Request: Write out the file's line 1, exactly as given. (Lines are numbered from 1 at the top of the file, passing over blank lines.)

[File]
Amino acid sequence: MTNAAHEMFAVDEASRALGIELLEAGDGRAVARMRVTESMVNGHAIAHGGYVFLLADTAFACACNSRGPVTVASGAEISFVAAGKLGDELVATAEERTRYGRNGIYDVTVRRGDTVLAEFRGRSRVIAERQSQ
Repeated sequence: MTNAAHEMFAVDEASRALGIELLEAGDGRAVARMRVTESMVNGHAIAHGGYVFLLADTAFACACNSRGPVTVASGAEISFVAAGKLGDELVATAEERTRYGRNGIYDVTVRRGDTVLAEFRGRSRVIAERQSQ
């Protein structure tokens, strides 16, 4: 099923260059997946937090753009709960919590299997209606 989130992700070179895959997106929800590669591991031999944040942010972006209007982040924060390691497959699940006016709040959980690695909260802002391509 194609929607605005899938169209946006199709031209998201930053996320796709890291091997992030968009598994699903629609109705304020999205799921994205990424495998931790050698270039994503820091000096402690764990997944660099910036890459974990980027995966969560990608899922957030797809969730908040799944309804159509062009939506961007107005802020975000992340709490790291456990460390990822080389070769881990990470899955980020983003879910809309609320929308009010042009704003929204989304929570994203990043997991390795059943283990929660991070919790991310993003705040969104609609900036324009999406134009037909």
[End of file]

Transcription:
Amino acid sequence: MTNAAHEMFAVDEASRALGIELLEAGDGRAVARMRVTESMVNGHAIAHGGYVFLLADTAFACACNSRGPVTVASGAEISFVAAGKLGDELVATAEERTRYGRNGIYDVTVRRGDTVLAEFRGRSRVIAERQSQ